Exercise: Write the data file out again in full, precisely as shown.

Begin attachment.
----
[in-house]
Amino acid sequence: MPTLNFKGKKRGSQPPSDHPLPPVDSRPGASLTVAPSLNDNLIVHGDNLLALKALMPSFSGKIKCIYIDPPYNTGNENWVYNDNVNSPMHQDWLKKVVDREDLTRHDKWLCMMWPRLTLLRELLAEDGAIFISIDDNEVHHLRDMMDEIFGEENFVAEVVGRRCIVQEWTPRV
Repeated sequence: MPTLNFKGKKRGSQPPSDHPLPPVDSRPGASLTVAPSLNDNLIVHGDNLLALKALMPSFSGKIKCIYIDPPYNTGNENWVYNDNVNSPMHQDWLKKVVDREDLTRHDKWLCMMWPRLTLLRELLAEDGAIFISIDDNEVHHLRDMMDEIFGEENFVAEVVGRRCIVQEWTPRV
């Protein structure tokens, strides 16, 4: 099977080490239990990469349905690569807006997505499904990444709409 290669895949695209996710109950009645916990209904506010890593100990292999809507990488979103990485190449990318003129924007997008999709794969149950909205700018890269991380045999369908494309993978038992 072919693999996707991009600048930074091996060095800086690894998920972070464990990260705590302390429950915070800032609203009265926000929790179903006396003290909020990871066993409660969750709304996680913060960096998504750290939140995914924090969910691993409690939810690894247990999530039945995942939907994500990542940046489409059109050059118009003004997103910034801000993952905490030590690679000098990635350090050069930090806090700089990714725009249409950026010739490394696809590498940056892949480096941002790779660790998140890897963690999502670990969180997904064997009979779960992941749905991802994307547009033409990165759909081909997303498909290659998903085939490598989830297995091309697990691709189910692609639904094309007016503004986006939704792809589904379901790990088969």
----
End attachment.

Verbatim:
[in-house]
Amino acid sequence: MPTLNFKGKKRGSQPPSDHPLPPVDSRPGASLTVAPSLNDNLIVHGDNLLALKALMPSFSGKIKCIYIDPPYNTGNENWVYNDNVNSPMHQDWLKKVVDREDLTRHDKWLCMMWPRLTLLRELLAEDGAIFISIDDNEVHHLRDMMDEIFGEENFVAEVVGRRCIVQEWTPRV
Repeated sequence: MPTLNFKGKKRGSQPPSDHPLPPVDSRPGASLTVAPSLNDNLIVHGDNLLALKALMPSFSGKIKCIYIDPPYNTGNENWVYNDNVNSPMHQDWLKKVVDREDLTRHDKWLCMMWPRLTLLRELLAEDGAIFISIDDNEVHHLRDMMDEIFGEENFVAEVVGRRCIVQEWTPRV
């Protein structure tokens, strides 16, 4: 099977080490239990990469349905690569807006997505499904990444709409 290669895949695209996710109950009645916990209904506010890593100990292999809507990488979103990485190449990318003129924007997008999709794969149950909205700018890269991380045999369908494309993978038992 072919693999996707991009600048930074091996060095800086690894998920972070464990990260705590302390429950915070800032609203009265926000929790179903006396003290909020990871066993409660969750709304996680913060960096998504750290939140995914924090969910691993409690939810690894247990999530039945995942939907994500990542940046489409059109050059118009003004997103910034801000993952905490030590690679000098990635350090050069930090806090700089990714725009249409950026010739490394696809590498940056892949480096941002790779660790998140890897963690999502670990969180997904064997009979779960992941749905991802994307547009033409990165759909081909997303498909290659998903085939490598989830297995091309697990691709189910692609639904094309007016503004986006939704792809589904379901790990088969």